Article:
The task of the inquiry of the International Commission did and does consist only of verifying certain specific charges made against certain individuals. The political conclusions from the verdict of the Commission will be drawn by each tendency in its own way. This made it all the more essential for every organization interested in bringing out the truth to participate in the investigation. But the direct and indirect agents and “friends” of the GPU and the friends of friends flatly refused to participate. Some of them, in the spirit of Fenner Brockway’s first letter argued that it was impermissible to arouse any prejudice against Stalin and his Comintern; others, in the style of Fenner Brockway’s second letter, adjudged the commission not “impartial” enough. Both the former and the latter had ample justification for fearing an investigation. The London Bureau protected their rear.

To reveal more vividly the unworthy role played by this Bureau we shall dwell on another, and more recent case. The gangsters of the GPU in Spain murdered Andres Nin, the leader of the POUM. [8] Nin was an opponent of mine. Fenner Brockway, on the contrary, considered Nin a co-thinker. If the London Bureau and other “impartial” Pontius Pilates had joined in an investigation of the Moscow frame-ups immediately after the Zinoviev-Kamenev [9] trial, the GPU might not have dared to put in circulation the palpably false charge that the leaders of the POUM are collaborating with General Franco. But this was not done. The “impartial” ones shielded the GPU. As a result, Nin has been murdered, together with scores and hundreds of others. The POUM has been crushed. What has been let slip cannot be retrieved. Do Messrs. Brockway think that the time has now come for an international investigation of the crimes of the GPU in Spain – of the frame-ups, pillages and murders? Or are they waiting for the sterilized priests of impartiality to initiate the investigation? Let Brockway supply me with their addresses and telephone numbers. I will immediately get in touch with them. But if, as I suspect, they do not exist in nature, let the London Bureau take upon itself the initiative of calling the inquiry. Let the Bureau, emulating the example of the American Committee, turn to all the existing labour Internationals and to outstanding individuals in science, literature and art who are known for their honesty and integrity. If someone were to say that Fenner Brockway would make a “disastrous mistake” by initiating the inquiry instead of allowing matters to rest with Stalin or Negrin [10], every rational and honest person would call such an “accuser” a brazen hypocrite.

In conclusion, I consider it necessary to recall here another not unimportant circumstance. In the very same February letter in which he expressed his touching concern for the interests of Stalin, Yagoda and Dimitrov, Fenner Brockway proposed to create an international commission of inquiry … into my political activity and, furthermore, with rather strange “precipitancy” proposed to include in this commission Norman Thomas, Otto Bauer, Branting [11], and other bitter political enemies of mine. The very idea of an “official” appraisal of the political activity of an individual or a party through the medium of a commission of inquiry is so absurd that it properly belongs only on the pages of a provincial humorous magazine. Of course, Fenner Brockway himself could not have failed to understand this. But he attempted to make use of the gory Moscow amalgams in order to deal a blow at Bolshevism (“Trotskyism”) which he hates so much; in addition he tried to cover up his factional struggle with the cloak of an impartial “investigation”. Specialists in morals are notoriously fond of fishing in troubled waters.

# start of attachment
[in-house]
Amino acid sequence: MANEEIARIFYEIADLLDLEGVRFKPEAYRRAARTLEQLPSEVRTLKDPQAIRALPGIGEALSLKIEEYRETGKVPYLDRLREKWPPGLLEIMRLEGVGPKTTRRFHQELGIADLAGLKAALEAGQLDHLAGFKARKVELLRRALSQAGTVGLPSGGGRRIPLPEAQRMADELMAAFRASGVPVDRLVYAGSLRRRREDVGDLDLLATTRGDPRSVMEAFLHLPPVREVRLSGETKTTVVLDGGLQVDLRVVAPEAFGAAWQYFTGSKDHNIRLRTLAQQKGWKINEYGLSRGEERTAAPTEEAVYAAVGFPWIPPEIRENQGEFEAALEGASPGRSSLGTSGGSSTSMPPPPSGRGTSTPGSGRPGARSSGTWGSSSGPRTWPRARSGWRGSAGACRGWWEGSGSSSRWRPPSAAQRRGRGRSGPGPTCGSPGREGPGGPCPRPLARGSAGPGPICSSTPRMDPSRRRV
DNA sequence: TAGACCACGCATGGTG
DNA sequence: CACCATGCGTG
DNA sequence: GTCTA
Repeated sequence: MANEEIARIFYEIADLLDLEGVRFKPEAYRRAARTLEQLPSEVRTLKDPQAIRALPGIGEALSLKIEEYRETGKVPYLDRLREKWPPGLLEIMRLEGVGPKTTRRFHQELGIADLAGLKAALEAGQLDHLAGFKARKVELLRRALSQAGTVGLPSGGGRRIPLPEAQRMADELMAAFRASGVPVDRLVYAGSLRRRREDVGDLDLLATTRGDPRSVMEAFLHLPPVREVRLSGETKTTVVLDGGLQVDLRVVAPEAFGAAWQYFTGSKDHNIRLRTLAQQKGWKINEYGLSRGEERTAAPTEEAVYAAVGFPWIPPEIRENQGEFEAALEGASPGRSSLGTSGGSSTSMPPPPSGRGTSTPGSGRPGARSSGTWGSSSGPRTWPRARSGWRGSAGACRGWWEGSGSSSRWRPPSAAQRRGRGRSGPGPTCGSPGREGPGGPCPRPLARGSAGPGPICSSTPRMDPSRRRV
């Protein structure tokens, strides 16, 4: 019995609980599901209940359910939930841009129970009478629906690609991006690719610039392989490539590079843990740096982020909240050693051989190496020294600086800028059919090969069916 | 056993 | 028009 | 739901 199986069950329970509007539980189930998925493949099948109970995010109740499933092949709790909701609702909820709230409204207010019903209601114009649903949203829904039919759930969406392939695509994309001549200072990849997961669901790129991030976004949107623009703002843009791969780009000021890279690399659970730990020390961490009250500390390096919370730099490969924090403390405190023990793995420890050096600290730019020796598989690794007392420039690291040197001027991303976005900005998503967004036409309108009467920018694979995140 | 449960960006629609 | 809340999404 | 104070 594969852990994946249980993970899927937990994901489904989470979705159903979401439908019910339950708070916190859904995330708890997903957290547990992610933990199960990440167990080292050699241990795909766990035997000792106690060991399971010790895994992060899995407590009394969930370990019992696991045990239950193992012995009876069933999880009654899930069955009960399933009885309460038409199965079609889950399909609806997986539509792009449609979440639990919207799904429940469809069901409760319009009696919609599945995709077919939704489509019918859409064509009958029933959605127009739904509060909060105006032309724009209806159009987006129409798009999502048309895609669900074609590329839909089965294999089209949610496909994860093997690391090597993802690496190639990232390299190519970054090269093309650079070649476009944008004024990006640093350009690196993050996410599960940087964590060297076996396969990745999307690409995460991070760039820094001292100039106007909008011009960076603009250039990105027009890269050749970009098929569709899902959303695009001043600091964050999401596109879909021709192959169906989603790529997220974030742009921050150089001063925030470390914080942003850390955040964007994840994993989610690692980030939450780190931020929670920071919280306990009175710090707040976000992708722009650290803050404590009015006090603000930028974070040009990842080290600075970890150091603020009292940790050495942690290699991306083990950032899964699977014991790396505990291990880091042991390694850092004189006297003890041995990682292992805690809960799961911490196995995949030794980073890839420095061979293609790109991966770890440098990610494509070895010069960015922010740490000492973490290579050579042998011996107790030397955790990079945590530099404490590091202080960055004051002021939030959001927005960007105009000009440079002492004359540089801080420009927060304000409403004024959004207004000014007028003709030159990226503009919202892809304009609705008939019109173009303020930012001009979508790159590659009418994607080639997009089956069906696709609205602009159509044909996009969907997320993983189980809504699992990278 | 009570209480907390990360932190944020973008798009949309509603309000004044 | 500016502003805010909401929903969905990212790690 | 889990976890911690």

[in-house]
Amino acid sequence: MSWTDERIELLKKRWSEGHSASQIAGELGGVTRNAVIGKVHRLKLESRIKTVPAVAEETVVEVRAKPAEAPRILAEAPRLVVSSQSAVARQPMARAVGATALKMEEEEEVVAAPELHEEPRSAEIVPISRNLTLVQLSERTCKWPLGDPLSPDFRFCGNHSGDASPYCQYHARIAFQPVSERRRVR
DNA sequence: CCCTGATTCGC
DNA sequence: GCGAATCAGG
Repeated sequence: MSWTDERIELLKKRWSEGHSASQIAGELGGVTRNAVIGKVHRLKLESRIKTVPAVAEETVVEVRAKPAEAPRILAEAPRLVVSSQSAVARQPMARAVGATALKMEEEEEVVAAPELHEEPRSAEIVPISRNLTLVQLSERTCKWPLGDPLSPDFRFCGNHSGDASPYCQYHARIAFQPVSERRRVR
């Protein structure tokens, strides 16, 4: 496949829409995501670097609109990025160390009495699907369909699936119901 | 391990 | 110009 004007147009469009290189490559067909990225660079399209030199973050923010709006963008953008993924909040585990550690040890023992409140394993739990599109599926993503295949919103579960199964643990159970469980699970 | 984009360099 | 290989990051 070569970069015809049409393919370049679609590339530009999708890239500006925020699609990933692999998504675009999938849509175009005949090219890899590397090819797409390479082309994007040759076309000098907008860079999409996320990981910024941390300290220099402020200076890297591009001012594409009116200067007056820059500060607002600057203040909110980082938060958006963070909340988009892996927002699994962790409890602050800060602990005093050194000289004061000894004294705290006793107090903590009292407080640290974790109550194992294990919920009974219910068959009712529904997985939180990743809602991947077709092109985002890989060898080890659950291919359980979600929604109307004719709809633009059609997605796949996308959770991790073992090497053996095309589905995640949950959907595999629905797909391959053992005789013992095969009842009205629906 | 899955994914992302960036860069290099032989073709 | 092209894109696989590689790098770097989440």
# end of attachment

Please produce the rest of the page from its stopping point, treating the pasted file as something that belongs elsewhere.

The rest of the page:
We, the “amoral” Bolsheviks, proceed differently. We openly criticized Nin’s policies when he was alive. We did not alter our evaluation of him after he died. But inasmuch as we never for a moment doubted the integrity of this proletarian fighter, we stand ready to do everything in our power to rehabilitate his name and mercilessly brand his executioners. We declare in advance to Fenner Brockway and all other specialists in morals that not a single one of our friends and co-thinkers will attempt to use the investigation of Nin’s murder as a pretext to settle scores with Nin’s policies. To wage a struggle against opportunism and centrism we have no need to hide behind a “commission”, created for a totally different purpose. We leave such methods to the Tartuffes [12] of idealistic morality. We, gross materialists, prefer to call a “nettle but a nettle and the faults of fools but folly.” We deal blows to our adversaries openly and in our own names.

Written on 5th September 1937 and
published in Socialist Appeal, 18th September 1937

* * *